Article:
TOKYO – Japanese Defence Minister Nobuo Kishi has sparked outrage in China and South Korea for visiting the war-linked Yasukuni Shrine, while popular Chinese actor Zhang Zhehan has drawn ire for his photos at the same site.
Mr Kishi paid his respects at the Yasukuni Shrine on Friday afternoon (Aug 13), hours after minister-in-charge of Covid-19 strategy Yasutoshi Nishimura did so.
Their visits came ahead of Sunday’s 76th anniversary of Emperor Hirohito’s surrender declaration. The shrine is seen as a symbol of Japan’s past militarism as 14 convicted class A war criminals are enshrined among more than 2.4 million war dead commemorated there.
Mr Kishi, the first sitting defence chief to visit the Shinto shrine since then Defence Minister Tomomi Inada in 2016, said he “paid tribute to those who gave their lives fighting for our country” while pledging to renounce war and protect peace.
But Japan’s wartime colonisation of its neighbours remains a political tinderbox in north-east Asia, where wounds are still raw over issues such as the Nanking Massacre in China and the enlistment of comfort women in South Korea.
Tokyo refuses to be drawn into what it terms “apology diplomacy” given its past apologies and reparations, though these are seen by its neighbours as insincere.
At the same time, trepidation is rising over Japan’s military build-up and hawkishness, amid talk of the acquisition of first-strike capabilities and reports that a “drastic” increase in defence spending is on the cards.
Against this controversy, Chinese actor Zhang Zhehan, known for period drama Word Of Honor (2021), was accused of “challenging national dignity” after photos of him at the Yasukuni Shrine taken in 2018 began circulating on social media on Friday.
“As a public figure, he has been deficient in historical knowledge, and completely unaware of the nation’s trauma, which is totally unreasonable,” the state-run People’s Daily said.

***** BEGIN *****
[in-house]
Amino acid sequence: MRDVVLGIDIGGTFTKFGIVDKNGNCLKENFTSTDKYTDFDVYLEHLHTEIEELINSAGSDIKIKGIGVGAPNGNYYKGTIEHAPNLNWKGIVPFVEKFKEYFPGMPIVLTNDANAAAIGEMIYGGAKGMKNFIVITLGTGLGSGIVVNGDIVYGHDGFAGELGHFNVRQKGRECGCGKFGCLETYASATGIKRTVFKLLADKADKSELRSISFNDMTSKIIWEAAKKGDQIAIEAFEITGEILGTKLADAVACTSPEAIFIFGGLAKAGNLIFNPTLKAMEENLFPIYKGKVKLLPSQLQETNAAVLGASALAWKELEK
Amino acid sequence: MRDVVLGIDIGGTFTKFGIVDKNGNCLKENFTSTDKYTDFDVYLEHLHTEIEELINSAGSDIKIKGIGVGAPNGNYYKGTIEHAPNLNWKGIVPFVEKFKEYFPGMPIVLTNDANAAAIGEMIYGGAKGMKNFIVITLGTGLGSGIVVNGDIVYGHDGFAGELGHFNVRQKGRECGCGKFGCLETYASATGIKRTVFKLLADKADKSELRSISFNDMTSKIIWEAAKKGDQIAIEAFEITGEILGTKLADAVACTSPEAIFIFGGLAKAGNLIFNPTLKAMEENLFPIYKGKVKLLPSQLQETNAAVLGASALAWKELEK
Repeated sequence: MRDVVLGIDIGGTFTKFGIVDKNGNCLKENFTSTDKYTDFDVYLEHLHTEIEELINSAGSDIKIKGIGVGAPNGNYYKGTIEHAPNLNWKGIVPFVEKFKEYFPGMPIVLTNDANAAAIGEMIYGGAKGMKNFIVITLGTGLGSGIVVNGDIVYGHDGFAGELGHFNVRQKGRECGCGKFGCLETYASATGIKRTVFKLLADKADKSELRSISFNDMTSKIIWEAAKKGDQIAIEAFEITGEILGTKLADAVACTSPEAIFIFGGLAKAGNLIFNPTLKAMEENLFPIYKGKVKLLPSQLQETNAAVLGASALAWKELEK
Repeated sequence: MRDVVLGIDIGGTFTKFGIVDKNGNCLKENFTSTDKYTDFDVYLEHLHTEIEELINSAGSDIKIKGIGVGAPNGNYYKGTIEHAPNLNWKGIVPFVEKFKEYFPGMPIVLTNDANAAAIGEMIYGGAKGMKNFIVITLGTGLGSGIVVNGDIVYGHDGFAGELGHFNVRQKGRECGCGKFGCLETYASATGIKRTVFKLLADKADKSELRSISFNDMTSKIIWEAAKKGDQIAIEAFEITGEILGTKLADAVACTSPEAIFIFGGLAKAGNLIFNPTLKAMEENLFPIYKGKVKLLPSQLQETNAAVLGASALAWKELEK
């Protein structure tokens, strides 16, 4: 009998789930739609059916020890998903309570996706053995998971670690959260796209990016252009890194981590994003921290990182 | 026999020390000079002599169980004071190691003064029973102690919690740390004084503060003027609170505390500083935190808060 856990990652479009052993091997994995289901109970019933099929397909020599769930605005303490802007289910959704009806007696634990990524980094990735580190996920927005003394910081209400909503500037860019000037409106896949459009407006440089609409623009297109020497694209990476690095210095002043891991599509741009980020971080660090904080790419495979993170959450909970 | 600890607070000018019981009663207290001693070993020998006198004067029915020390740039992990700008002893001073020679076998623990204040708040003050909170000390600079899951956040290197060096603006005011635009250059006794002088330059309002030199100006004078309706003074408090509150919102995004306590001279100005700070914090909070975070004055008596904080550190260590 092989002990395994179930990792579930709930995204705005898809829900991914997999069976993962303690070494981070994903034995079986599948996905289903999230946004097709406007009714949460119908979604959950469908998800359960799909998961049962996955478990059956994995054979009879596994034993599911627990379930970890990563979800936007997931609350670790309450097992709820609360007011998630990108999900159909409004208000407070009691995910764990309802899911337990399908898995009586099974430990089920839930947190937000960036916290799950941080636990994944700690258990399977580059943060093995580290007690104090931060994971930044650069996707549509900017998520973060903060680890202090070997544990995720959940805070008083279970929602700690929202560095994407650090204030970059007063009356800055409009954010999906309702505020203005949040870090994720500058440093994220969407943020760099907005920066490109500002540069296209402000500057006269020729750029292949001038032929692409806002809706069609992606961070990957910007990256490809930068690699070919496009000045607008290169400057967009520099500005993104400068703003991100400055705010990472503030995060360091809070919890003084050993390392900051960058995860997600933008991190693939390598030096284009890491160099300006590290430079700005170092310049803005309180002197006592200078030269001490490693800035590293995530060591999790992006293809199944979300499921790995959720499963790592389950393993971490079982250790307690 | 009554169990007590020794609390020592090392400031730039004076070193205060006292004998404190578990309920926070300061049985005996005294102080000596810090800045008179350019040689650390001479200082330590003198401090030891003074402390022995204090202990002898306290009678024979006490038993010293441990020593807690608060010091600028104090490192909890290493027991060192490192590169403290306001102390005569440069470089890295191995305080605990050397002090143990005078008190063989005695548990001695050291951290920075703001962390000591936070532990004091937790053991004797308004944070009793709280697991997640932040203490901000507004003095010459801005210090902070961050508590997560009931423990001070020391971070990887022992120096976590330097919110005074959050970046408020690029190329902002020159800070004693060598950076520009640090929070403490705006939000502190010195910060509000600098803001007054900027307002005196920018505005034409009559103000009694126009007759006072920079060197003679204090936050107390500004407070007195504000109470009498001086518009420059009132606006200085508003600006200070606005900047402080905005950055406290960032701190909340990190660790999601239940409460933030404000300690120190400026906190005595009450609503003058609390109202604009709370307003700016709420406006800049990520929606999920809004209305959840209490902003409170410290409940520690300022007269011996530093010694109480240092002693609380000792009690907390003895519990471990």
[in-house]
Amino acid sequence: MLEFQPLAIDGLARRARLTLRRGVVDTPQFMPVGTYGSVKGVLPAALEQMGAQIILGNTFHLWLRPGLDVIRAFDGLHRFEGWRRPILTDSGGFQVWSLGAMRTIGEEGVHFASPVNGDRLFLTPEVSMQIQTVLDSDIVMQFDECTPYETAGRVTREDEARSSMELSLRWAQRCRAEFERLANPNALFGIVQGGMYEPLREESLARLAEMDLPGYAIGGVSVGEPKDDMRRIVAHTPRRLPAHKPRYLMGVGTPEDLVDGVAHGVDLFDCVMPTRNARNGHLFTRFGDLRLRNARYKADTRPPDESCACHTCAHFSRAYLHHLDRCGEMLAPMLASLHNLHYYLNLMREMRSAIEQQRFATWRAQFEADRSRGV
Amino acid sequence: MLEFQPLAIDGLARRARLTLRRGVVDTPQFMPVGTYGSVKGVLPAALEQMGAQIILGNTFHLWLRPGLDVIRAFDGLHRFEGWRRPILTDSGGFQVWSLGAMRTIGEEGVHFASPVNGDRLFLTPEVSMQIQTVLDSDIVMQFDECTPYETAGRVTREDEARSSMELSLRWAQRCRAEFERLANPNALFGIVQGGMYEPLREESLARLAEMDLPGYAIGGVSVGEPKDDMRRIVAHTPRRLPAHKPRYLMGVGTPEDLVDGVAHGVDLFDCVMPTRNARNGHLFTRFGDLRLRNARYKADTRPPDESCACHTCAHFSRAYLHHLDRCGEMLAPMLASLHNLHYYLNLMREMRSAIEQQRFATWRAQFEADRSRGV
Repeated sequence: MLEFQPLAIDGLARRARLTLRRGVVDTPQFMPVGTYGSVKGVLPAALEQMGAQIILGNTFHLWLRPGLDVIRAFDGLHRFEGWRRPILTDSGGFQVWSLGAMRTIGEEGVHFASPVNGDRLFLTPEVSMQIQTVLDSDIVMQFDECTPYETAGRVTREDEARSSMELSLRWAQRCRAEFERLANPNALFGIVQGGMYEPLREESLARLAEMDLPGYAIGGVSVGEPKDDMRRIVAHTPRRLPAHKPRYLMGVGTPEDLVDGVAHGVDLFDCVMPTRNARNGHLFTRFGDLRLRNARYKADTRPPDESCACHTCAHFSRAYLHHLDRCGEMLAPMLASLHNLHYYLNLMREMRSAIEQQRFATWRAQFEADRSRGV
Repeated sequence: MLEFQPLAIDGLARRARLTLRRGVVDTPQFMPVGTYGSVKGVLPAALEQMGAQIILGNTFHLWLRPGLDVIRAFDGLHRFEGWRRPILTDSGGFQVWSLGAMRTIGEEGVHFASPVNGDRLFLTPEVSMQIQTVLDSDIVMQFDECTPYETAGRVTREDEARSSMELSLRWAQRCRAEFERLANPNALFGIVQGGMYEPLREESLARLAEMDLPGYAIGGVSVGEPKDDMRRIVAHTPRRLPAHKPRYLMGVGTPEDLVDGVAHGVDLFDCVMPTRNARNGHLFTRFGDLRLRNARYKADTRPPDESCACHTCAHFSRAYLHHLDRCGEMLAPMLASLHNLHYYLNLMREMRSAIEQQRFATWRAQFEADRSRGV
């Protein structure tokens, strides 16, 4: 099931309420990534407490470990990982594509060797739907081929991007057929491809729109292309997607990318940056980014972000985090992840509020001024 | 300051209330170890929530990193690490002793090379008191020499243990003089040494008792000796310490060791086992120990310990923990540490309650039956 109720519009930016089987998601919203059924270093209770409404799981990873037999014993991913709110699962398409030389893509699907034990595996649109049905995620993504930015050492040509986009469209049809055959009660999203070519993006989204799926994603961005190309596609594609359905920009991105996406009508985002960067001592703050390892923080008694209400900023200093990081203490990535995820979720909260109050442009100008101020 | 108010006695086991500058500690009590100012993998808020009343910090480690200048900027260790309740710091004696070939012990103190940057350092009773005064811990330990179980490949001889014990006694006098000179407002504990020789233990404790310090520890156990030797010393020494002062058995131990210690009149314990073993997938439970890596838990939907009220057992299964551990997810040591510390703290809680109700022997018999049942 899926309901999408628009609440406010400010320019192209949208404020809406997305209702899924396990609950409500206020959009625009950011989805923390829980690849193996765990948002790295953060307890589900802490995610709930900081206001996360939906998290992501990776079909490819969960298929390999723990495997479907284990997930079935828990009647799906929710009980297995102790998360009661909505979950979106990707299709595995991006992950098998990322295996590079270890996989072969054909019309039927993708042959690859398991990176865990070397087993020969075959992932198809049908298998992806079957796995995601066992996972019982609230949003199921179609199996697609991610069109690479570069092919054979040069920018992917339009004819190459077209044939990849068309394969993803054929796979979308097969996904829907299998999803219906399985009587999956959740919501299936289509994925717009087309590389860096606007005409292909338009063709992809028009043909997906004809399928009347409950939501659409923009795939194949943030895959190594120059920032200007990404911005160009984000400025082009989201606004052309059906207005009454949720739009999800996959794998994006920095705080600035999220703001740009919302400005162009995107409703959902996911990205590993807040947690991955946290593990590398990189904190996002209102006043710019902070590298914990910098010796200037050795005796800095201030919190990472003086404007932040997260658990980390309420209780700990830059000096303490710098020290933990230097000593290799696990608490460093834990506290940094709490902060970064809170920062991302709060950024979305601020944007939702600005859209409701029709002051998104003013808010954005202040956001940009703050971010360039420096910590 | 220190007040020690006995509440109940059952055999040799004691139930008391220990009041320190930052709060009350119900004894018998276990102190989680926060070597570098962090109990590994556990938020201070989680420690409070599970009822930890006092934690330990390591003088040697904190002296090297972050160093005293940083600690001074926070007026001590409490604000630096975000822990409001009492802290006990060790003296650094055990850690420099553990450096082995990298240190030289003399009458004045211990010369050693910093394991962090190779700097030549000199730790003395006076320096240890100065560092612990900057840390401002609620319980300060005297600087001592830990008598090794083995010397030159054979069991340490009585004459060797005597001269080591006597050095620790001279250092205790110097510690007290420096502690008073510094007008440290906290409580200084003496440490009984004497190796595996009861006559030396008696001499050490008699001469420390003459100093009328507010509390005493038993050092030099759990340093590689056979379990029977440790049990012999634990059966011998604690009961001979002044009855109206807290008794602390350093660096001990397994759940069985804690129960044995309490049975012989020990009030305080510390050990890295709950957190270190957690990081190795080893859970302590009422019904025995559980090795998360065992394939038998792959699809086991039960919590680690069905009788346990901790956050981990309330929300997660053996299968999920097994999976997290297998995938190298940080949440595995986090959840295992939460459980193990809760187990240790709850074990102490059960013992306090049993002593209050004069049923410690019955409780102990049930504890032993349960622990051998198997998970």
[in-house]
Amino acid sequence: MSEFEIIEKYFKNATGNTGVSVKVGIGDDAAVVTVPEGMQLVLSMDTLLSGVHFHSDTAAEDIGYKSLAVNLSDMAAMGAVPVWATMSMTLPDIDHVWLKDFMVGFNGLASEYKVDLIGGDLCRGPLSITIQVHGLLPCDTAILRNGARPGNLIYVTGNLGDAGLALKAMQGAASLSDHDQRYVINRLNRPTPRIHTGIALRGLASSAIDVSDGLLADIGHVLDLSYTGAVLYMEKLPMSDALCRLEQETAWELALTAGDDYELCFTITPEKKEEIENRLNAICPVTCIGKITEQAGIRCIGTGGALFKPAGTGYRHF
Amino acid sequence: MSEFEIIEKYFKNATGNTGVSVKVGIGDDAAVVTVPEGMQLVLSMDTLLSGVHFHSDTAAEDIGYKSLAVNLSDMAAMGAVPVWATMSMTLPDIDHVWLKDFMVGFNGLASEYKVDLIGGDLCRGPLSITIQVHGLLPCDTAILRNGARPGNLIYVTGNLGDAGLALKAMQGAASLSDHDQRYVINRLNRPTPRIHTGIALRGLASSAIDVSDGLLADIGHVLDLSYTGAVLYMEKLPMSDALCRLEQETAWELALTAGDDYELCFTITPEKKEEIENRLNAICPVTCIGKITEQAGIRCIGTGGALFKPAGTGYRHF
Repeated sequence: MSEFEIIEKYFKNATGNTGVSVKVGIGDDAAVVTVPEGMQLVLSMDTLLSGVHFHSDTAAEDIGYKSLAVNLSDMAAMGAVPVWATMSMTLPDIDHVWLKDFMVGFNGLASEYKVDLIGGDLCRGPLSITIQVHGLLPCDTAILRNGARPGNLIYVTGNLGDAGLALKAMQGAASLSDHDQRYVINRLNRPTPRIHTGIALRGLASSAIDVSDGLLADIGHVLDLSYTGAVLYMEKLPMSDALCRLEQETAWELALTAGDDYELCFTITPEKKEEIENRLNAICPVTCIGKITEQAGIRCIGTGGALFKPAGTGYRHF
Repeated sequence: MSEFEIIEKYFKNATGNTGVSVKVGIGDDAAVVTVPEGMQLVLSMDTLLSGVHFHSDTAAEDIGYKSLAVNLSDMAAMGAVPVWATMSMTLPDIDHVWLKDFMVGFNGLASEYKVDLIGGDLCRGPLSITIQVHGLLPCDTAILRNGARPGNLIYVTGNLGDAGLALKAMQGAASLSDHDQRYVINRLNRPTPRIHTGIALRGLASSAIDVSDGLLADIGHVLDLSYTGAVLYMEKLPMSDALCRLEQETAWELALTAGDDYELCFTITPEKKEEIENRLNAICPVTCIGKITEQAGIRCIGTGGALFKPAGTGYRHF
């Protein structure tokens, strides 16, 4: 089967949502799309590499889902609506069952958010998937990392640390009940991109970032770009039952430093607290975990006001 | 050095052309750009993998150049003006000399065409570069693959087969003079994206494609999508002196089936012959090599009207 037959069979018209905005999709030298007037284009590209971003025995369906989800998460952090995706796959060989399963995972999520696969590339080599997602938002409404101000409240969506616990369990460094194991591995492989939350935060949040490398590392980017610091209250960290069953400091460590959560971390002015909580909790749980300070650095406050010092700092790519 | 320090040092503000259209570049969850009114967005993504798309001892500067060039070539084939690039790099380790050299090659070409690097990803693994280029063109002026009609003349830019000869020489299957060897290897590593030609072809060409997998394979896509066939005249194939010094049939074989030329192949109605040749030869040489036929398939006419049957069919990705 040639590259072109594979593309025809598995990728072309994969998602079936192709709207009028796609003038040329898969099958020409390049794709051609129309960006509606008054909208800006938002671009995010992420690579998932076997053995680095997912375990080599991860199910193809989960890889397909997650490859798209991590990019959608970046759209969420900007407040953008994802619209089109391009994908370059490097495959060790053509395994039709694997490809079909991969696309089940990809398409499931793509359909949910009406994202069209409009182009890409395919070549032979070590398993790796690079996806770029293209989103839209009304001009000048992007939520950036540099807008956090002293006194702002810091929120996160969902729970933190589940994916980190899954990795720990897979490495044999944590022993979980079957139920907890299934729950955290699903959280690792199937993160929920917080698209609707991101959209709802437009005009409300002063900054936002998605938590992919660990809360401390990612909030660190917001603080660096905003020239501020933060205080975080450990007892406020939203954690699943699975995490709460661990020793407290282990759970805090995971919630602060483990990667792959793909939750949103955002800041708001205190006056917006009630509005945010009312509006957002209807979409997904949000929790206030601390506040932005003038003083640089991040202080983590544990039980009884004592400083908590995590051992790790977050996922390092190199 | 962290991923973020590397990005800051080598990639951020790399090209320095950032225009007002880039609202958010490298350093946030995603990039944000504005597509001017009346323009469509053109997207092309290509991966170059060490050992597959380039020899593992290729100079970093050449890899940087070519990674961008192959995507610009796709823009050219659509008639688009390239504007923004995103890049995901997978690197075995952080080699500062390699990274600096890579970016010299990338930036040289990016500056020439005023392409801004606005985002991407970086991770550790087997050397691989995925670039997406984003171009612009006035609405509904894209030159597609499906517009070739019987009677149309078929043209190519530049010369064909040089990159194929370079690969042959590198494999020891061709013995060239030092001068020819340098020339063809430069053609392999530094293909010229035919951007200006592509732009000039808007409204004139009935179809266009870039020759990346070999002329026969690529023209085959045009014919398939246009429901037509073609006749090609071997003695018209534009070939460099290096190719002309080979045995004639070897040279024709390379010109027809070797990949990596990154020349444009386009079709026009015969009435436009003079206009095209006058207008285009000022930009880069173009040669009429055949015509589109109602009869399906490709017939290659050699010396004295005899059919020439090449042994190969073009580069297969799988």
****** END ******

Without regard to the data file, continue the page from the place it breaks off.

More than 20 companies in China, including Coca-Cola, have dropped their partnership with Mr Zhang despite his apology for hurting the feelings of his countrymen and his pledge to “always remember the injuries left by history”.
China has also expressed strong dissatisfaction with Mr Kishi’s visit to the shrine, with Defence Ministry spokesman Wu Qian saying that it “once again reflects Japan’s wrong attitude towards its history of aggression and its sinister intention to challenge the post-war international order”.
Senior Colonel Wu accused Japan of a smear campaign against Chinese defence policy and military development, interference over Taiwan and provocative acts in the South China Sea.
“A nation will have no future if it cannot face its history,” he said. “Japan must truthfully reflect on its history of aggression, keep in mind historical lessons, take measures to correct its wrongdoings and make good deeds to win trust from its Asian neighbours and the international community.”
This message was also delivered in South Korea, where the Foreign Ministry summoned Mr Naoki Kumagai, deputy chief of mission at the Japanese Embassy in Seoul, to lodge a stern protest.
Mr Lee Sang-ryol, director-general for Asia-Pacific affairs, called Mr Kishi’s visit “deplorable” given that the shrine “beautifies Japan’s invasion of the Korean Peninsula”.
South Korea on Saturday also commemorated comfort women memorial day, with President Moon Jae-in calling for the dignity of these former comfort women to be properly restored.
Separately, Mr Nishimura has also been criticised in Japan for his Yasukuni visit, which comes despite his pleas for the public to avoid “non-essential outings” and to refrain from travelling to pay respects at their ancestral graves during the Bon Festival this weekend.
Netizens pointed out the irony as they said the visit was “non-essential”, while the liberal Asahi Shimbun slammed Mr Nishimura for “ignoring his own advice”, as Japan crossed the milestone of 20,000 Covid-19 cases in a single day on Friday, just 15 days after it first hit 10,000 cases in one day.
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